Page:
The last two weeks I’ve been plagued with doubts about The Queen’s Rebellion Series. The kind of doubts that can be crippling. Things like:
- Am I going about this character/scene/plot line the right way?
- Am I doing justice to the character/plot?
- Should I keep this? Should I delete this? Is this really necessary?
- Am I making the plot/theme of the story clear?
- Should I slow down and explain more? Or do I need to explain less and speed up?
- Is book #1 interesting enough for people to continue to read the rest of the series or will it fall flat?
- Would the people reading this be confused because I forgot to put something in?
- Did I start too soon in the story? And should I get rid of book #1?
Anyone seeing the start of a pattern here? Yeah, I’m having issues with book #1. I know that I finished writing it back in January and moved on to book #2, but I’ve got this niggling feeling that I’m doing it wrong.
Wow! Just had a flashback to the movie Mr. Mom. For those who would like to know what I’m talking, here’s a YouTube clip to explain.
Anyhoo, right now I’m filled with doubts about this book and really wished I had an alpha reader or several. I’ve been wanting to use that new (for me) term forever BTW 😀 . Because I would really like to discuss the particulars of the story over with someone who reads (sadly, hubby is not one of those people) and see if I’m missing something or if I’m doing packing to many subplots into the story.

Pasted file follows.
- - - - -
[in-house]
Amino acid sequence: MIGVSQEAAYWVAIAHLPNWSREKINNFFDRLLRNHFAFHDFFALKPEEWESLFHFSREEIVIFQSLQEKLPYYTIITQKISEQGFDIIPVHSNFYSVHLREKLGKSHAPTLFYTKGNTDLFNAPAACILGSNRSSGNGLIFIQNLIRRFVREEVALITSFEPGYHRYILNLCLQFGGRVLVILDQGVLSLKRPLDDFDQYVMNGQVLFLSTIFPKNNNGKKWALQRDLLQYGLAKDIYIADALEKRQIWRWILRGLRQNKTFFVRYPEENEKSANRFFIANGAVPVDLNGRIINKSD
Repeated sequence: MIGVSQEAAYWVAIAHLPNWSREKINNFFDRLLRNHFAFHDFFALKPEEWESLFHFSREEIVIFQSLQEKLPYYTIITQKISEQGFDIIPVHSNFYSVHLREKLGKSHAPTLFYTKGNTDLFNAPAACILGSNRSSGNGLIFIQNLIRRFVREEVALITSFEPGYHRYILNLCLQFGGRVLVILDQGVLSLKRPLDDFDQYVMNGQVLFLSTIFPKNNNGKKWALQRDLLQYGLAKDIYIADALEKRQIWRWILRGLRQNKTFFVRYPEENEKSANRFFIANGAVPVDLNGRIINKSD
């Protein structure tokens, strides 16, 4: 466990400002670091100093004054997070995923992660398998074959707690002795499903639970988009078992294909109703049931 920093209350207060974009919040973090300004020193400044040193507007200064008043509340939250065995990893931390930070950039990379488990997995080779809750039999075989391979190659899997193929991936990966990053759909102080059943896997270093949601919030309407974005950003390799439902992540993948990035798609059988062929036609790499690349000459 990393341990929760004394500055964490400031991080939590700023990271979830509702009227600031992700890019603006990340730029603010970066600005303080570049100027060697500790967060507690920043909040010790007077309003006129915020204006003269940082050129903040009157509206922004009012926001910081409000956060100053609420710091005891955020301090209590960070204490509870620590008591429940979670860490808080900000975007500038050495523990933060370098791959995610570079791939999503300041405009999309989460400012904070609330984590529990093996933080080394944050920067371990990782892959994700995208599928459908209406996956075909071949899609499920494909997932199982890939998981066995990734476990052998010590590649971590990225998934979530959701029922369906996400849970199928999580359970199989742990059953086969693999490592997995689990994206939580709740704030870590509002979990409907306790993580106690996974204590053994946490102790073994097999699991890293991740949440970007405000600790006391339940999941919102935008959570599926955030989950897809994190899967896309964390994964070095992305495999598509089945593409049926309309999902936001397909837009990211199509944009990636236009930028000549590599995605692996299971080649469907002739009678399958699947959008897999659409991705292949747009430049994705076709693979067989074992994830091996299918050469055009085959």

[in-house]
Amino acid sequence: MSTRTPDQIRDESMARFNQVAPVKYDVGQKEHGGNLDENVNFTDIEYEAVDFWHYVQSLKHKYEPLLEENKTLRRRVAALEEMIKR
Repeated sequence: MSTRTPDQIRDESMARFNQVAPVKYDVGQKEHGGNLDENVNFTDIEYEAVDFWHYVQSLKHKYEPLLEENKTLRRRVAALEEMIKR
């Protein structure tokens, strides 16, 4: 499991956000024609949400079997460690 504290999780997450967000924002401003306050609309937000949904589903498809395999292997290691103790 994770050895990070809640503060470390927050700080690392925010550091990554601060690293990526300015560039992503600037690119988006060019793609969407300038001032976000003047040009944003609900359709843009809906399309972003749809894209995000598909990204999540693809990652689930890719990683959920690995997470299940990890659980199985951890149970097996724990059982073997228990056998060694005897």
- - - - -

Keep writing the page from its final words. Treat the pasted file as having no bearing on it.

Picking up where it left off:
But since I don’t have an alpha reader, or beta readers anymore, I’ll just have to push on and hope for the best.
Cross my fingers and pray! LOL
Want to know the difference between an Alpha Reader and a Beta Reader?
The Alpha Reader gets to read the unfinished draft, pieces of the draft, or may even act like sounding board for ideas. They should give you honest, immediate feedback on how the story plays, not line-specific notes. They’re the people who tell you what bores them, what confuses them, what’s cool, and what’s unbelievable.
The Beta Reader gets to read through the “almost ready” for publication draft and give you honest feedback on how the story plays –like what bores them, what confuses them, what’s cool, and what’s unbelievable– typos and grammar mistakes they find, and line-specific notes.